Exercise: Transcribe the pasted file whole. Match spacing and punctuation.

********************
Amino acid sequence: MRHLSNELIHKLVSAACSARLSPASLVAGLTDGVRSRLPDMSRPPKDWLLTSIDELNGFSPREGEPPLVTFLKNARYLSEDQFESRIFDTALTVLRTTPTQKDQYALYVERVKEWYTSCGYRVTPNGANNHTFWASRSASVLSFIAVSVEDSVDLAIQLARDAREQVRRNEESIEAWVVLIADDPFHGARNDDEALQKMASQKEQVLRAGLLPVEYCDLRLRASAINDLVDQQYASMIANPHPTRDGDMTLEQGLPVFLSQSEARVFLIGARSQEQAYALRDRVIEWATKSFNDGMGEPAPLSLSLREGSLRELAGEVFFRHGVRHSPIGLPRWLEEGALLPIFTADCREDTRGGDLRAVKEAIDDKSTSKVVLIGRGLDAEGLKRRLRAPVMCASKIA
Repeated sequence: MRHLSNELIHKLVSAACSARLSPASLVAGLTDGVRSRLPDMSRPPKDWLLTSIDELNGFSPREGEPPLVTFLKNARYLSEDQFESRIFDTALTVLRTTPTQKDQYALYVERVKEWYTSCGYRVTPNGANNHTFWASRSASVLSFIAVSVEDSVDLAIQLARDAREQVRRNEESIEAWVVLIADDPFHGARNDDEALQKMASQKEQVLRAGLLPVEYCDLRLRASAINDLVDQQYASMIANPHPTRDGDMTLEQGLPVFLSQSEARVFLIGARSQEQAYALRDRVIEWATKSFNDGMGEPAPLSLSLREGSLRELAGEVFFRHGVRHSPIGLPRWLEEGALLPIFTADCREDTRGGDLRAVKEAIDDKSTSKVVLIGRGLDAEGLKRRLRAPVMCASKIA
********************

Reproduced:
Amino acid sequence: MRHLSNELIHKLVSAACSARLSPASLVAGLTDGVRSRLPDMSRPPKDWLLTSIDELNGFSPREGEPPLVTFLKNARYLSEDQFESRIFDTALTVLRTTPTQKDQYALYVERVKEWYTSCGYRVTPNGANNHTFWASRSASVLSFIAVSVEDSVDLAIQLARDAREQVRRNEESIEAWVVLIADDPFHGARNDDEALQKMASQKEQVLRAGLLPVEYCDLRLRASAINDLVDQQYASMIANPHPTRDGDMTLEQGLPVFLSQSEARVFLIGARSQEQAYALRDRVIEWATKSFNDGMGEPAPLSLSLREGSLRELAGEVFFRHGVRHSPIGLPRWLEEGALLPIFTADCREDTRGGDLRAVKEAIDDKSTSKVVLIGRGLDAEGLKRRLRAPVMCASKIA
Repeated sequence: MRHLSNELIHKLVSAACSARLSPASLVAGLTDGVRSRLPDMSRPPKDWLLTSIDELNGFSPREGEPPLVTFLKNARYLSEDQFESRIFDTALTVLRTTPTQKDQYALYVERVKEWYTSCGYRVTPNGANNHTFWASRSASVLSFIAVSVEDSVDLAIQLARDAREQVRRNEESIEAWVVLIADDPFHGARNDDEALQKMASQKEQVLRAGLLPVEYCDLRLRASAINDLVDQQYASMIANPHPTRDGDMTLEQGLPVFLSQSEARVFLIGARSQEQAYALRDRVIEWATKSFNDGMGEPAPLSLSLREGSLRELAGEVFFRHGVRHSPIGLPRWLEEGALLPIFTADCREDTRGGDLRAVKEAIDDKSTSKVVLIGRGLDAEGLKRRLRAPVMCASKIA